Being a bastion for innovation, the Intellectual Property industry also aims to bridge the gaps between sectors of society. World Intellectual Property Day in 2018 addressed the disparity between men and women in the field. This led to world organizations consolidating empowerment efforts for women in the field of innovation and development. Within a few years, the involvement of women increased by over 53%.

After all, the law protects equally. Hence, this move toward equality. Learning the history of Intellectual Property law highlights the value we place on innovations. And this value can be transformed into economic value.

Business Presenting – How To Make A Great First Impression

In presentations, as in life, you only have one chance to make a first impression. This is why the titles of your presentations are crucial.

In this short article, let’s examine how to title your presentation to immediately attract your audience.

What’s in a presentation title?

If you look at most business presentations, strategy messages, and sales pitches, you’ll notice one thing. Deadly boring titles.

If you were giving an award for the most boring, the dullest, and the most tedious titles, you’d have to have a lot of ribbons to hand out!

Sadly, many professionals title their presentations without thinking of catchy words, emotional spark or what the audience is really seeking.

This gives rise to titles such as:

Enterprise Sales Enablement Solutions

Research Findings For Field Utilization From The ACME Study

Strategic Initiatives In Alignment to The Corporate Vision for 2020

What’s your response to these titles?

Yawn.

If presentation and conference titles were looking for extra work, they might double as a cure for insomnia. Think I’m kidding? Try reading the titles in your industry’s conference brochure and staying awake!

Well, you’re not alone in falling asleep while skimming the titles.

Here’s what your clients and prospects are thinking as they preview the titles: “I’m getting sleepy and bored before I ever sit down. Maybe I do need to skip out and grab a latte.”

And as luck would have it, they may not come back from the coffee shop in time for your talk! Instead of risking the dreaded fate of presenting to an empty auditorium, get out your red pen and do some editing.

Be ruthless. Aim for dynamic headlines to describe your talk.

Here are a few pointers for titling your talk, pitch or report:

Tip 1. No Passive Language

Use verbs! Speak in active terms.

Tip 2. No Long Words

If your title is easy and catchy, you should be able to say the name of your presentation without sounding as if you have marbles in your mouth.

Tip 3. No Corporate Jargon

You are giving a dynamic presentation, aren’t you? Signal this to your audience. Avoid using words that only belong in the corporate bylaws or annual report. Avoid sounding like you never get out of the office park.

If you aren’t sure whether your title passes this 3-point test, do not check with an office mate. He or she may not be able to spot the lack of luster in your title. Instead, check with a 6-year old. If your young friend understands, can repeat the title and can say it without effort, then you deserve a gold star!

Hint: most likely you will sit in a meeting or presentation this week. Notice how the title of the presentation or talk affects you. Now you know the rules. Play a little game to challenge your inner-editor. See how you can rename these presentations to ignite interest and spark excitement.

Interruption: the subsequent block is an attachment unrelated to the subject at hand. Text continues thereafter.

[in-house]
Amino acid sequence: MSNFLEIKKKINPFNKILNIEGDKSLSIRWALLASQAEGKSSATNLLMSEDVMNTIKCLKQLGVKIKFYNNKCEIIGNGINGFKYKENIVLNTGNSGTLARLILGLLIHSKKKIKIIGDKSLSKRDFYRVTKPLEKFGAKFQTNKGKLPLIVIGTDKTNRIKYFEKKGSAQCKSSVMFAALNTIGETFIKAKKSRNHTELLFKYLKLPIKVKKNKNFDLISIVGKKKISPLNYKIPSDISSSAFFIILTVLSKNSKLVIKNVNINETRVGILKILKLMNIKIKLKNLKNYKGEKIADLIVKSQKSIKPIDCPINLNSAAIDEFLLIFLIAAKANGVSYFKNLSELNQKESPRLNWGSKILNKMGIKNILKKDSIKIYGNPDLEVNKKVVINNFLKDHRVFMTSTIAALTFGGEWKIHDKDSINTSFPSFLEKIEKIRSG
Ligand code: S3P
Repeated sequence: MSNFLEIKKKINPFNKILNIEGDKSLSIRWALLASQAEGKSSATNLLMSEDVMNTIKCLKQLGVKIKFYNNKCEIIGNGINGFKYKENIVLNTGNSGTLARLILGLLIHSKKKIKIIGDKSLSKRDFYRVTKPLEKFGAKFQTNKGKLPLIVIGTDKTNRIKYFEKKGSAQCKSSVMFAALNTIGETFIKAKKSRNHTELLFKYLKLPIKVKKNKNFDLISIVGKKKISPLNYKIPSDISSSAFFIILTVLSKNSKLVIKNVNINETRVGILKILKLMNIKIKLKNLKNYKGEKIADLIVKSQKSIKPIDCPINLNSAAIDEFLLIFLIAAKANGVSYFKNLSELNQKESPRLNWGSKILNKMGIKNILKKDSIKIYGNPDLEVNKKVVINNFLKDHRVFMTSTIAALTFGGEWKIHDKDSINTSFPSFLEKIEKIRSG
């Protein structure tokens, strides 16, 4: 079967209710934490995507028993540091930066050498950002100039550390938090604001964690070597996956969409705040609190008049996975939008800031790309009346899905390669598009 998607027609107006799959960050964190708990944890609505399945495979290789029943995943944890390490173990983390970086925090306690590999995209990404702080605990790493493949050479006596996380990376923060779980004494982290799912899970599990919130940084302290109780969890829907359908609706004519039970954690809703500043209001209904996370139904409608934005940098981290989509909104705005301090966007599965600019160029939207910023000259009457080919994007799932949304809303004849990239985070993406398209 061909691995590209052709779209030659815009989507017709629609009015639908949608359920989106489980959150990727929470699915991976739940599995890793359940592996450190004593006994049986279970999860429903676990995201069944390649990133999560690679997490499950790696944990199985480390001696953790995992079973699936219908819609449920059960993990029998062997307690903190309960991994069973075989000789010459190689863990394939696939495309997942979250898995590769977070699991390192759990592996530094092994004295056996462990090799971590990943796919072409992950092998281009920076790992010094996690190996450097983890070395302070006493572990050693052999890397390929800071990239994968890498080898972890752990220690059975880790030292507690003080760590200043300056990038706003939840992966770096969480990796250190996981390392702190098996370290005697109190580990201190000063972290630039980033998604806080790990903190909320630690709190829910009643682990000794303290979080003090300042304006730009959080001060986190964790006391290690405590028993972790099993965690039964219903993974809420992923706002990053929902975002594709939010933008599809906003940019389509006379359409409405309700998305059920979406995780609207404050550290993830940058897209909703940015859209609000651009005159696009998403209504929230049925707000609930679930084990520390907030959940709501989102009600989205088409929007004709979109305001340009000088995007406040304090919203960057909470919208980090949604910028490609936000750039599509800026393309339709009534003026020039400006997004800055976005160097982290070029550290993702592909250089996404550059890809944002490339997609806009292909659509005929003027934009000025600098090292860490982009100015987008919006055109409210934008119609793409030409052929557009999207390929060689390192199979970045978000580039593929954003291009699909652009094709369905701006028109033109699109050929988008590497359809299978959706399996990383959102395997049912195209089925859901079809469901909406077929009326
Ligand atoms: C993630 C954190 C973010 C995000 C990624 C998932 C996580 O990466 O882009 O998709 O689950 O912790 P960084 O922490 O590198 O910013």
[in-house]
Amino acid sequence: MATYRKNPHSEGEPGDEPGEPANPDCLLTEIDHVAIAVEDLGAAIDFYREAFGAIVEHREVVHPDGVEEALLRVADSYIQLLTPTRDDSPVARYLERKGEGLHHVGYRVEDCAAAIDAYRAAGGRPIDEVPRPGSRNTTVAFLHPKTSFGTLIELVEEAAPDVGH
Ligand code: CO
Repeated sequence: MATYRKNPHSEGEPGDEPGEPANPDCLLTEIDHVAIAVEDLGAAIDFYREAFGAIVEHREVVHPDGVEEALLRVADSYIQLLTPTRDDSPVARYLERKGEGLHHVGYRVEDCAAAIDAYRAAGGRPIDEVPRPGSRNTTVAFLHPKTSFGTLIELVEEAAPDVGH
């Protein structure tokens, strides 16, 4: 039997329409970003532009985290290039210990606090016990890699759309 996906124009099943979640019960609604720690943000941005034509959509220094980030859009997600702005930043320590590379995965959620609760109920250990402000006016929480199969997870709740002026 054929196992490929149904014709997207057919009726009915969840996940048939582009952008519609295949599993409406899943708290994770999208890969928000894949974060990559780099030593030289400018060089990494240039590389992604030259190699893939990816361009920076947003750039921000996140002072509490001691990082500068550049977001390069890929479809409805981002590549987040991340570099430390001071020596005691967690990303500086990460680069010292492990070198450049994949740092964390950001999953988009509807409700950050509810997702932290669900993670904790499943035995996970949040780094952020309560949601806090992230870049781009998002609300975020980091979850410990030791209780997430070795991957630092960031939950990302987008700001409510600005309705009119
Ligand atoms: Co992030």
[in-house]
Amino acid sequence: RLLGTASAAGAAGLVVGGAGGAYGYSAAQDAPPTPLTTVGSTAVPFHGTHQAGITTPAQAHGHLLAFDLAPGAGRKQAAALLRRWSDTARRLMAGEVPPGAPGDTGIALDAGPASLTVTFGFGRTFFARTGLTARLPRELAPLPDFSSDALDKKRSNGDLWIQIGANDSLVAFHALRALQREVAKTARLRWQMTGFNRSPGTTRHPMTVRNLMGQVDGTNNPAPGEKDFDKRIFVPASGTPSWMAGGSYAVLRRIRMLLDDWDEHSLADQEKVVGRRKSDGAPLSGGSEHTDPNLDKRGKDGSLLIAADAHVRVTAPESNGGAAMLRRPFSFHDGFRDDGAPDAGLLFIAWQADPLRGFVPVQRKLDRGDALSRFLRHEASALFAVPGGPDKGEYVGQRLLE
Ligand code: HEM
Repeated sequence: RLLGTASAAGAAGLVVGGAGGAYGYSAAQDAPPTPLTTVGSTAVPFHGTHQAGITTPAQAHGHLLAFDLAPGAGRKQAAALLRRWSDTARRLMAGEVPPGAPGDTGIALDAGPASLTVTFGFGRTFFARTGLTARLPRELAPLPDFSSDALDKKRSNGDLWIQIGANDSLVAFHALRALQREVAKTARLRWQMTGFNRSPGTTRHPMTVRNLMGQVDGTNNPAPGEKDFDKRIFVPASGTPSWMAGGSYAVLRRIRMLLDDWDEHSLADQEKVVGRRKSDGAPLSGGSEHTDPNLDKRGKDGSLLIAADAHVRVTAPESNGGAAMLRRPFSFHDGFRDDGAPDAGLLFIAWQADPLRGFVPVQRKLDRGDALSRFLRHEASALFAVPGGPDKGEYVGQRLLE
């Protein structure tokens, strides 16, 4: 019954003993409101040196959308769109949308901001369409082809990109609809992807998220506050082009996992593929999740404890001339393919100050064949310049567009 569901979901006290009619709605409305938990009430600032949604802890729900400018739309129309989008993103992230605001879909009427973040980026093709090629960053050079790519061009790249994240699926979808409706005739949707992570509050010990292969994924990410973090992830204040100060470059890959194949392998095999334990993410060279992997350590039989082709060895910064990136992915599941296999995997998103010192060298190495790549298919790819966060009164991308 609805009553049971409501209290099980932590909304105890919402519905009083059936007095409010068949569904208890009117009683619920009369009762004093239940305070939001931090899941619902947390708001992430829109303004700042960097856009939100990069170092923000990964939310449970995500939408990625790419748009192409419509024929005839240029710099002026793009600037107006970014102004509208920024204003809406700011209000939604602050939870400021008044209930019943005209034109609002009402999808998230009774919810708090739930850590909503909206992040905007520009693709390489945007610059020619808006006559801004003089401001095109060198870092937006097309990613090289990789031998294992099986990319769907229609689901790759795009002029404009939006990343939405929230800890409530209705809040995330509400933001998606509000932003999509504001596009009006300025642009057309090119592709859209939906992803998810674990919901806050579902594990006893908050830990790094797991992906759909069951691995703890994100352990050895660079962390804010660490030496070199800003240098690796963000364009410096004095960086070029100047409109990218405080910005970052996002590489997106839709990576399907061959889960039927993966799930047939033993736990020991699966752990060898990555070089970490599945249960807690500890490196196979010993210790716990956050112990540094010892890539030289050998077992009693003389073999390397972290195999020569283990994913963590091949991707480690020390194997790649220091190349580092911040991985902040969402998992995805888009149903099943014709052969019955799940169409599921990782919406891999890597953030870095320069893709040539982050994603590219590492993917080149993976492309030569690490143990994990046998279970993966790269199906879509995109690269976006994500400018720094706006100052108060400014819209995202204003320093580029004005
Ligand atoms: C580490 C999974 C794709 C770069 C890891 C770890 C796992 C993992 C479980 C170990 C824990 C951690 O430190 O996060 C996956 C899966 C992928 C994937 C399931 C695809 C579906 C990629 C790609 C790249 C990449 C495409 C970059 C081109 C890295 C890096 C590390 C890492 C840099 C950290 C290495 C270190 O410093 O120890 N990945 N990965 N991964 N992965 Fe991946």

Once you get used to renaming other people’s presentations, it’s a whole lot easier to edit your own. Funny thing, eh?

Write powerful titles to make a great first impression and cut through the clutter. Use the right words and pictures to connect with what matters most for your audience.

Where Do You Live – Past, Present, Or Future?

What does your past have in common with Jimmy Hoffa? They are both dead!

I have a dear friend who is agonizing over a decision he made several weeks ago. He had to fire someone. It was a good decision, and one that was actually necessary to preserve his own integrity in his business. The person was being paid a high salary, and with that comes responsibility for leadership and willingness to learn new things (especially since it was a position in information technology.) But this person refused to learn anything new. He wanted to show up every day and do the same things he always did. He also had to be spoon-fed assignments. While he was supposed to be my friend’s backup, he showed no leadership potential nor desire to develop it. And, he was using company time to do his side job.

So why is my friend suffering over this? He is a good person, and he thinks he hurt the person he fired. The truth is, he did this guy a favor by giving him a wake-up call. But my real point is this:

What possible benefit do we get from reliving the past? None! After we accept any lesson we needed to learn, it is time to move on. Driving with your eyes on the rear view mirror is dangerous!

That being said, we need a healthy balance between:

Visualizing our future
Living in the present, to take action
In “Think And Grow Rich” Napoleon Hill’s Self Confidence Formula challenges you to spend 30 minutes daily thinking about the person you want to become. But he also says to transform that picture into reality through practical service and to spend 10 minutes daily to develop the factors named in his “The Law of Success” book. One of the principles he teaches is that you need definite plans and you need to put them into action. But without the visualization of where you are trying to go, “any road will do.”

I personally believe some of us spend too much time in the past because we are afraid to move forward. We think if we keep going over what already happened, the success formula for the future will become evident. But it doesn’t work that way. We need to decide where we want to go, and let the Universe show the way.

Setting forth bold intentions and burning the bridges of escape, as Mr. Hill teaches, is very scary! And yet he also teaches us that temporary defeat is to be expected and accepted. There is no reason to fear temporary defeat, as long as it is temporary. The point is to persist and never give up on that burning desire you create in your mind.

Spend just enough time in the future to know what it looks like, and reflect on it daily. But don’t spend all day visualizing! Once the picture is clear each day, live in the present and use all of your senses to get the messages the Universe sends you about the correct actions to take.

And remember, as Mr. Hill teaches, “Through the principle of auto-suggestion, any desire that I persistently hold in my mind will eventually seek expression through some practical means of realizing it.”